This website has been a wonderful outlet for me to share some of my favorite things, places I’ve been and more. It started out as simply a place to direct people to for more information on something that interested me. I never imagined that, as a result of my little posts here, that a book deal would come my way. That’s just what happened last year. Apparently if you write about something enough, people think you’re somewhat of an expert and so I was asked if I’d like to write a book about 3D printing.
I was asked what kind of book would I like to write. One of the most common questions (or rather series of questions) I get asked about 3D printing is, “Where do I start?”. Most people that see 3D printing for the first time get very excited about the possibilities of the technology. I see this every day when they look at me after seeing a print come out of the printer and I can see the gears in their heads spinning as they dream up stuff they would like to be able to print. But quite often, these are the same people that have zero experience or even exposure to 3D modelling, CAD and any of the tools we use to create 3D models for printing.
So over the course of a number of meetings and email exchanges, the concept for “3D Printing with Autodesk” was born. I’ve long recommended some of Autodesk’s entry level 123D applications and websites like TinkerCAD (which they bought while the book was in progress) as a great starting point for people new to 3D printing. We couldn’t cover everything so we split the book into two parts really. The first half is an introduction to the technology, some very accessible tools to get you started along with some very simple exercises that even kids can do using free software. There are a couple of chapters on applications for your iPad even. The second half of the book, which is mostly written by my co-author, Bill Fane, is meant for those folks that already have experience and exposure to the higher end CAD tools like Inventor and AutoCAD. Those chapters tackle the design nuances needed to design specifically for 3D printing at the intermediate to advanced level. I was very fortunate to have Bill involved. I like to tell people that Bill knows everything I don’t about CAD (which is a LOT) and has literally written the book(s) on AutoCAD. He also lives about 10 minutes away so collaborating on the book has been a breeze. Our technical editor is also local too. I’m told this is pretty rare with most co-authors living on opposite sides of the country or continent.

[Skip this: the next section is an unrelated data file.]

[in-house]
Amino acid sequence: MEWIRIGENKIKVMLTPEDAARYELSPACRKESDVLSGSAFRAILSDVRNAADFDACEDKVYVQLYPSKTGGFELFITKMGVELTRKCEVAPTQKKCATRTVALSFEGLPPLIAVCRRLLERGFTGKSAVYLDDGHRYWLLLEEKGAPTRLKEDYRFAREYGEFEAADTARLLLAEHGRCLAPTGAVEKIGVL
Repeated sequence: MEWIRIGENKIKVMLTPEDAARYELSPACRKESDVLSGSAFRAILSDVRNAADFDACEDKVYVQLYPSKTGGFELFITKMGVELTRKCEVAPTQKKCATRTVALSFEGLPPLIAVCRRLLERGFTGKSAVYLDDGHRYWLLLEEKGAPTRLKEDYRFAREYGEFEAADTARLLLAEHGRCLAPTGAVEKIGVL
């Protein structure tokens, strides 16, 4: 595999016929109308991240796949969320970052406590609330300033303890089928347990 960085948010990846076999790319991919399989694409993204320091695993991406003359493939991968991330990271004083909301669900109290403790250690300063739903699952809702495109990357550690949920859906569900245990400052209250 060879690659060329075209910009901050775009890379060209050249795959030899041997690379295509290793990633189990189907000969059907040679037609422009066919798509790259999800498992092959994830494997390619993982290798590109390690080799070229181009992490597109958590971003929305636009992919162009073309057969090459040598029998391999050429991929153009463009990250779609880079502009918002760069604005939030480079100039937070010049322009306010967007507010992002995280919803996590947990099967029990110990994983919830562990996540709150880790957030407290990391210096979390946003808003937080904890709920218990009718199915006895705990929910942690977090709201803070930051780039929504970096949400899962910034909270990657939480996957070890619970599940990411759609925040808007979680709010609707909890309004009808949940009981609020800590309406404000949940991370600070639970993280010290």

I managed to write an entire chapter about my favorite cactus, a ceramic piece of art I bought in Mexico about 20 years ago. Well, the chapter is about how to use your iPad to 3D scan an object at least. I’m glad my cactus model made it onto the front cover artwork too.
I thought it would be an incredible opportunity…and it has been. But it’s been a lot more work than I ever imagined, and one of the reasons things around here slowed down for a little while. I’ve had to learn a lot of new skills and processes, both for the purposes of writing about them in the book and also the inner workings of the publishing industry. After reading the final PDF layout last night, I’m very proud of all the work that went into it and I’ve had some great support from the team at Pearson/QUE publishing.
The book is currently scheduled to be released on May 22, 2014. You can pre-order it on Amazon.com or Amazon.ca. It will be available in book stores everywhere too which is still kind of freaking me out (in a good way). I believe it will be available as an ebook too but don’t have details on that yet.
I’ll keep you posted about any launch events as we get closer to the day.
So, what’s next on that bucket list?
The book is now available on Amazon.com or Amazon.ca, Chapters/Indigo, Barnes & Noble and other fine booksellers. It’s also available on iTunes as an eBook as well as the above listed sellers in their ebook stores.